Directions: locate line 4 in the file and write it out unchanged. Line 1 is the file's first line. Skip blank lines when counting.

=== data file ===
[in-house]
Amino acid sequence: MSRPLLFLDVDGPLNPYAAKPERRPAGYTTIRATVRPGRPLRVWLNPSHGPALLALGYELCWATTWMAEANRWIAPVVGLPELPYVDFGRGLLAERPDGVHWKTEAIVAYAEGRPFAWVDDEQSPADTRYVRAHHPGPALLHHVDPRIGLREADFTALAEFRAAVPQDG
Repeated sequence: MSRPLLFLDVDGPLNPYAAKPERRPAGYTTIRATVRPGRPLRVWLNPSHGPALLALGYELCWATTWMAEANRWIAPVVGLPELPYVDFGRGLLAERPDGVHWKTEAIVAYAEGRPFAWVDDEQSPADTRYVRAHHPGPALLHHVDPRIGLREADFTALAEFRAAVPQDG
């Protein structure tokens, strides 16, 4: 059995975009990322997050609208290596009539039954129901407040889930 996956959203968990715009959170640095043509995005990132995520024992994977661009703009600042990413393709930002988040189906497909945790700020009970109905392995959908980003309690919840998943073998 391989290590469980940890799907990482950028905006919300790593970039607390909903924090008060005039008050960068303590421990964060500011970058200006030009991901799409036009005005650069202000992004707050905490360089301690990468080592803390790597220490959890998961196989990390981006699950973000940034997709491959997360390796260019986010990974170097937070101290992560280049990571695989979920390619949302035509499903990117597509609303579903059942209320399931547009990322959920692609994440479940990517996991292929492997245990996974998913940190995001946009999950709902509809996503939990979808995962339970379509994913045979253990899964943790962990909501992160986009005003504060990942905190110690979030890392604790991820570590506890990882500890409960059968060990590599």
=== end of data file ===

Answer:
């Protein structure tokens, strides 16, 4: 059995975009990322997050609208290596009539039954129901407040889930 996956959203968990715009959170640095043509995005990132995520024992994977661009703009600042990413393709930002988040189906497909945790700020009970109905392995959908980003309690919840998943073998 391989290590469980940890799907990482950028905006919300790593970039607390909903924090008060005039008050960068303590421990964060500011970058200006030009991901799409036009005005650069202000992004707050905490360089301690990468080592803390790597220490959890998961196989990390981006699950973000940034997709491959997360390796260019986010990974170097937070101290992560280049990571695989979920390619949302035509499903990117597509609303579903059942209320399931547009990322959920692609994440479940990517996991292929492997245990996974998913940190995001946009999950709902509809996503939990979808995962339970379509994913045979253990899964943790962990909501992160986009005003504060990942905190110690979030890392604790991820570590506890990882500890409960059968060990590599």